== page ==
NLA Stage 5

This introduction to Stage 5 was written with two different groups of people in mind: the first group is made up of those of you whose child/client is moving from Stage 4 to Stage 5. Congratulations! It’s an exciting time to be looking at the more advanced grammar at Stage 5 and looking ahead to Stage 6 to see where your child will go.

If you are a parent, you might want to partner with an SLP/SLT/SP at this point, because advanced grammar can get a little tricky to put into natural conversation, and ensure it sounds authentic and meaningful. We don’t ever want to slip into ‘teaching’ any language as a ‘skill,’ especially with our GLPs, because they still acquire language best through modeling, meaning, emotional content, and context. So as we’ve said before, we’re never going to be satisfied with a sentence strip or some kind of sentence diagram. Our GLPs acquire grammar because it’s about meaning, and it matters!

The second group of people we are addressing with this introduction is those of you who are simply looking ahead so you can see how the gestalt language process comes together in its entirety. This is a very wise move on your part, as we don’t want to fall into any little traps at an earlier stage, by modeling language that is so advanced it becomes a ‘stuck gestalt.’ The most common example is when we think a child is old and mature enough to use, “Can I have…?” instead of “I want…” Neither should be taught, of course, but the question form, “Can I have…?” becomes just as ‘stuck’ as ‘I want’ because it’s a Stage 5 construction. And even when a child is at Stage 5, development of the question form must be preceded by “I can have…,” or we risk or we risk it being a ‘stuck’ form.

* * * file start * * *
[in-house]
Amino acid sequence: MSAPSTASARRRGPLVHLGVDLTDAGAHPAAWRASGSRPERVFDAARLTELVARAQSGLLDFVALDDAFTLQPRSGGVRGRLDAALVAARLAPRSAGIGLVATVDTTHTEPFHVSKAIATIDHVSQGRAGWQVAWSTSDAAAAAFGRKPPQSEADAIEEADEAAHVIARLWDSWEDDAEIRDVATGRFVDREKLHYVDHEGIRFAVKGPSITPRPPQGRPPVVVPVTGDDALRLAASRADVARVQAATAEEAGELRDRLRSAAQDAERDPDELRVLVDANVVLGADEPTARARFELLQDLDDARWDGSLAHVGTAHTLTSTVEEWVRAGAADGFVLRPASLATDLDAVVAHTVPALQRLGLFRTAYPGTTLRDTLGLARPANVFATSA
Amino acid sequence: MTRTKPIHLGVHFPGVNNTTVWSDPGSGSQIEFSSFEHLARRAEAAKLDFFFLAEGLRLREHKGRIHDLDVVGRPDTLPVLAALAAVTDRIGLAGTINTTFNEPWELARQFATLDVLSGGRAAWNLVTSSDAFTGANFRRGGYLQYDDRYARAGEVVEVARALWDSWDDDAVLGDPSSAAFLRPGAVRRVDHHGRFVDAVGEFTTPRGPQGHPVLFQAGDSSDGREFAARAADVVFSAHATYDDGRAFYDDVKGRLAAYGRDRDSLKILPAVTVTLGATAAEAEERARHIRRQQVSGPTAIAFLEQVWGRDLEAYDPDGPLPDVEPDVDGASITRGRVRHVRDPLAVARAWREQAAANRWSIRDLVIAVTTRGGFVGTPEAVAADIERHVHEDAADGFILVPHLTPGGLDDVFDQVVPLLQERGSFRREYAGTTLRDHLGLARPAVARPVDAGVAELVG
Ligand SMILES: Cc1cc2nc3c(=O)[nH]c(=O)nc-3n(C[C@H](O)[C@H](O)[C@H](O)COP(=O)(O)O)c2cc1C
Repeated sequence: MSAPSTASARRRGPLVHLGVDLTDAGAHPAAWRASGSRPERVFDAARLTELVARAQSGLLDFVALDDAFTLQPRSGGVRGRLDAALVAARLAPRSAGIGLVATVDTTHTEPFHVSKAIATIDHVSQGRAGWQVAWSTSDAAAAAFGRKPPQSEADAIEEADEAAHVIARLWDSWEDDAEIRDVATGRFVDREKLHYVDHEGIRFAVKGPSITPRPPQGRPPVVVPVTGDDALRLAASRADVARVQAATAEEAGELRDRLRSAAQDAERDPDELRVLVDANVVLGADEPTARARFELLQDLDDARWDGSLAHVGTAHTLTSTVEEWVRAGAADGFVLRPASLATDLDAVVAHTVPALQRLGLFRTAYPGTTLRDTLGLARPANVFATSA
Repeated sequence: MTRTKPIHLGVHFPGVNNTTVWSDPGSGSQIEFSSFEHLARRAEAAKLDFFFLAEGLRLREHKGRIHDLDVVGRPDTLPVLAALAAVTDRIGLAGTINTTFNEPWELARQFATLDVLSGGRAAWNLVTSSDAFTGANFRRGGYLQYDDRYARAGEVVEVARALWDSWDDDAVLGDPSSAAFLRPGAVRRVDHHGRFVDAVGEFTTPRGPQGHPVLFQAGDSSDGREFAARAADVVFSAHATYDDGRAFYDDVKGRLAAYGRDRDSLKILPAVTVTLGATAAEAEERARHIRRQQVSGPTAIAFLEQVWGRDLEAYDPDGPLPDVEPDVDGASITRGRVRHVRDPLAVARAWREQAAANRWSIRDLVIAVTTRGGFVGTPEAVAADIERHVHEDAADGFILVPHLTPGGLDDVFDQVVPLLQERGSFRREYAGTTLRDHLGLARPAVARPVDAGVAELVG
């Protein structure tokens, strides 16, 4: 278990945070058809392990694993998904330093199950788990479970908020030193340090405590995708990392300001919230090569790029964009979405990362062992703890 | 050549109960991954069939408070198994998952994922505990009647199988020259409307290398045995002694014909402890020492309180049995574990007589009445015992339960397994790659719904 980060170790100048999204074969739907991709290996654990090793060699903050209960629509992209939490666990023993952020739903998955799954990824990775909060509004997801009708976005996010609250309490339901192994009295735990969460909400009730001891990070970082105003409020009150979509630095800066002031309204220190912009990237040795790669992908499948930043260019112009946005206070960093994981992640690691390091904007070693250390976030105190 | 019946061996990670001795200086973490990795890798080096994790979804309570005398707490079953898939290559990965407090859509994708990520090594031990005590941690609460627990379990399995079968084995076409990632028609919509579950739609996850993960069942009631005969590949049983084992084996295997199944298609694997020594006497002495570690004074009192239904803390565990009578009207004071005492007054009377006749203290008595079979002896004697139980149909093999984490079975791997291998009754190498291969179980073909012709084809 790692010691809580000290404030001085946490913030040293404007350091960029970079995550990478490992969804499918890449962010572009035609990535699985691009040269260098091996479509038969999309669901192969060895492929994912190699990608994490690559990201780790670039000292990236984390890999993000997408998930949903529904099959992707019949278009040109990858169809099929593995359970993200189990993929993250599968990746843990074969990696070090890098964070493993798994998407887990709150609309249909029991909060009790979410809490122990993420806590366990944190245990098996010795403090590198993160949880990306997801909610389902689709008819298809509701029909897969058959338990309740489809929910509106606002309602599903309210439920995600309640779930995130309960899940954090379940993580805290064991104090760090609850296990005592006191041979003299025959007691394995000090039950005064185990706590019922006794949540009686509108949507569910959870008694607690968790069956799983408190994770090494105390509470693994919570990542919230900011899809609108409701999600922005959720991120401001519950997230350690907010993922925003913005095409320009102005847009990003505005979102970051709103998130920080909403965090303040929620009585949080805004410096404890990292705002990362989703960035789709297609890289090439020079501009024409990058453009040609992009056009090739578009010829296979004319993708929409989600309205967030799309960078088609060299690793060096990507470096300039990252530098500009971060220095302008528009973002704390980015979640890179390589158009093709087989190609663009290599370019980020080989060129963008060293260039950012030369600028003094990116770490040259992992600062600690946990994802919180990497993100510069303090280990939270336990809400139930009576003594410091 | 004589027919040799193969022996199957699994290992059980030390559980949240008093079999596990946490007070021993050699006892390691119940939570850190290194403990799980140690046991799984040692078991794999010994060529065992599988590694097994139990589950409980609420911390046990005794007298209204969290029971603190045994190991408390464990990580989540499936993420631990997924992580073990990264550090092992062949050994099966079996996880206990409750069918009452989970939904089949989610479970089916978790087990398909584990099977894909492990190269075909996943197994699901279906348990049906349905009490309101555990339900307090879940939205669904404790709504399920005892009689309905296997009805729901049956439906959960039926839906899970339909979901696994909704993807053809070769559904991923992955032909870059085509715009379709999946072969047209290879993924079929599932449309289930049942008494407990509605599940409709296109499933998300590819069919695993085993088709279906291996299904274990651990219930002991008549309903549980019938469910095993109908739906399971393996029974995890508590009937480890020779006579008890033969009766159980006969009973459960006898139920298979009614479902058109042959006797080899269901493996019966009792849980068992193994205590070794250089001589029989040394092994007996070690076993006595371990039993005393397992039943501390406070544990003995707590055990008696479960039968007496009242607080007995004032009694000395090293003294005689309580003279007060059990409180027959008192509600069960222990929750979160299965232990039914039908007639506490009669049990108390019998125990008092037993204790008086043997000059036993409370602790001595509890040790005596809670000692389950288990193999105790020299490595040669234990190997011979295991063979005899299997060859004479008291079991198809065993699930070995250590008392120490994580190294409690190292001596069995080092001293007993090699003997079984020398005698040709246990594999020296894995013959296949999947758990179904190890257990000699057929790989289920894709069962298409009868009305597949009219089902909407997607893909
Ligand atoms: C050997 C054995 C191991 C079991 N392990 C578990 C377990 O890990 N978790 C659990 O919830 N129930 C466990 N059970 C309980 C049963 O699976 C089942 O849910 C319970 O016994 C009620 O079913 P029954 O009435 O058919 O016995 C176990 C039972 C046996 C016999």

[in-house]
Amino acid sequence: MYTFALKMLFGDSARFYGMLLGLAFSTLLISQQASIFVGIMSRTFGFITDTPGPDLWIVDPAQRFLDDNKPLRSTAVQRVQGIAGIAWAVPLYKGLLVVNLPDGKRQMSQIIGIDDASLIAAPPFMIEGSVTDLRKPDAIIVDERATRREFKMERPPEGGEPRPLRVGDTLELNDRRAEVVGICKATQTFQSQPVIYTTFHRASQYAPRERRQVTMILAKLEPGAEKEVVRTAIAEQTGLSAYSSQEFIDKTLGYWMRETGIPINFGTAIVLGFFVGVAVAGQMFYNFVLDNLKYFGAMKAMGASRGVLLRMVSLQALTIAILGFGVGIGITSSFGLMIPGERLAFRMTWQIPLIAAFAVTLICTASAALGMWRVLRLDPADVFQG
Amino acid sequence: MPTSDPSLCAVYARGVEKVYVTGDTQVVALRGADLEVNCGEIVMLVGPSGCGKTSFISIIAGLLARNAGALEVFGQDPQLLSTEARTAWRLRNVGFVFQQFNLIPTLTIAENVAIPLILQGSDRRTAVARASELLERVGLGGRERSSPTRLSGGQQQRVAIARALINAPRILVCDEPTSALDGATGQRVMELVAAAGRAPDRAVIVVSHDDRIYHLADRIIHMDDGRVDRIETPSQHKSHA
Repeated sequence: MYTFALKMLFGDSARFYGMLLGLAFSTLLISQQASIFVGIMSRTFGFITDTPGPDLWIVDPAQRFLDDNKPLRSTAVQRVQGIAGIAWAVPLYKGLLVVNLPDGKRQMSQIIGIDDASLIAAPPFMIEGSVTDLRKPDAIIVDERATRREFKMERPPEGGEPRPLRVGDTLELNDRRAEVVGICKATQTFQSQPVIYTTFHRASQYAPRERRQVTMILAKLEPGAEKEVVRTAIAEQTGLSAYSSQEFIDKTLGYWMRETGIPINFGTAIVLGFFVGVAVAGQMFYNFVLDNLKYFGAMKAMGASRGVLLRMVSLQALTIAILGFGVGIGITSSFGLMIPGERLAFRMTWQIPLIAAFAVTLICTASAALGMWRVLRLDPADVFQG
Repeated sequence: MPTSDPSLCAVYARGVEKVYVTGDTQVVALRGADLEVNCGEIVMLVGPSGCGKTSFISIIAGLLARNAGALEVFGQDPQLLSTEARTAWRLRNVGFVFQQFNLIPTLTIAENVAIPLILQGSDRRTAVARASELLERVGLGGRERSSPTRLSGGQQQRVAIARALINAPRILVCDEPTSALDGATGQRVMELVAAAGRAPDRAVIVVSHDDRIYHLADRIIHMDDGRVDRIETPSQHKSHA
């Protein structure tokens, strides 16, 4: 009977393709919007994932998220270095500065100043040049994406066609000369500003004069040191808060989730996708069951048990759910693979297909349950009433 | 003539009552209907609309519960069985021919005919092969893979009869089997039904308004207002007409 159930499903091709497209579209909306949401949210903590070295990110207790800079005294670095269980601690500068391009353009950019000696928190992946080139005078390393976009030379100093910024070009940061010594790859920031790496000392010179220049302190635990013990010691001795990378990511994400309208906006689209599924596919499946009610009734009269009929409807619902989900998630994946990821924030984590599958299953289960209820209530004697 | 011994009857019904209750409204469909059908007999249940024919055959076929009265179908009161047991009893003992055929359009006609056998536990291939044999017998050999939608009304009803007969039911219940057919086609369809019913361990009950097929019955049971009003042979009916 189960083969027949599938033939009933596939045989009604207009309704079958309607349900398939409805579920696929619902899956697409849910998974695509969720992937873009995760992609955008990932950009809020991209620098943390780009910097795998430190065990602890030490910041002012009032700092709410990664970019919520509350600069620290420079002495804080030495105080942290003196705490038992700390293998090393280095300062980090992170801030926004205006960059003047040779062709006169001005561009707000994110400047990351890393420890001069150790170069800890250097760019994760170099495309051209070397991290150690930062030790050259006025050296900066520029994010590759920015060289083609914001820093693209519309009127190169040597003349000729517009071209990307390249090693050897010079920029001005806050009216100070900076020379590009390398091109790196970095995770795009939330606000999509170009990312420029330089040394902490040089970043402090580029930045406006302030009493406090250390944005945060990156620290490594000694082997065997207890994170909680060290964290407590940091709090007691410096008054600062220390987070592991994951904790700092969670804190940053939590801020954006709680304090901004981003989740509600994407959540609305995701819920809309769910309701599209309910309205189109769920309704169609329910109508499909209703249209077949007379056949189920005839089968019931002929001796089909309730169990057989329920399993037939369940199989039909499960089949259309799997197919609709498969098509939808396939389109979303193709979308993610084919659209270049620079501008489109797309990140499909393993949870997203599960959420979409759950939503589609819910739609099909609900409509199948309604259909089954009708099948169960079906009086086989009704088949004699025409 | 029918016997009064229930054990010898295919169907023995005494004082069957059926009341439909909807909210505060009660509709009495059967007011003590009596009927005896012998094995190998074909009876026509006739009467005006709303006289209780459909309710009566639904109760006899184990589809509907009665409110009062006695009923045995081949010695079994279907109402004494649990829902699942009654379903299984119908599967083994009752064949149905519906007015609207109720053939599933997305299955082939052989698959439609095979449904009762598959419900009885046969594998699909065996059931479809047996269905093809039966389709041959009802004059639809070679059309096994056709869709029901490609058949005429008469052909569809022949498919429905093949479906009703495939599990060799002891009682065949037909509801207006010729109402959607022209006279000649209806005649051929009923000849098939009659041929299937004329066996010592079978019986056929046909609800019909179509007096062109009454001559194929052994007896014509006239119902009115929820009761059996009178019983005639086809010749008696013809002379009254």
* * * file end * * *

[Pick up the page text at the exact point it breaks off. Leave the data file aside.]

Developmental Sentence Scoring (DSS) remains your companion at Stages 5-6, and the highlights include more advanced pronouns, verb forms, negatives, Wh question words, and, especially the conjunctions ‘but,’ ‘so,’ ‘or,’ ‘if,’ and ‘because.’ By the end of Stage 5, GLPs can say sentences such as: “When we couldn’t find the money for ice cream, we called our mom who brought enough for all of us.” Pretty amazing, isn’t it?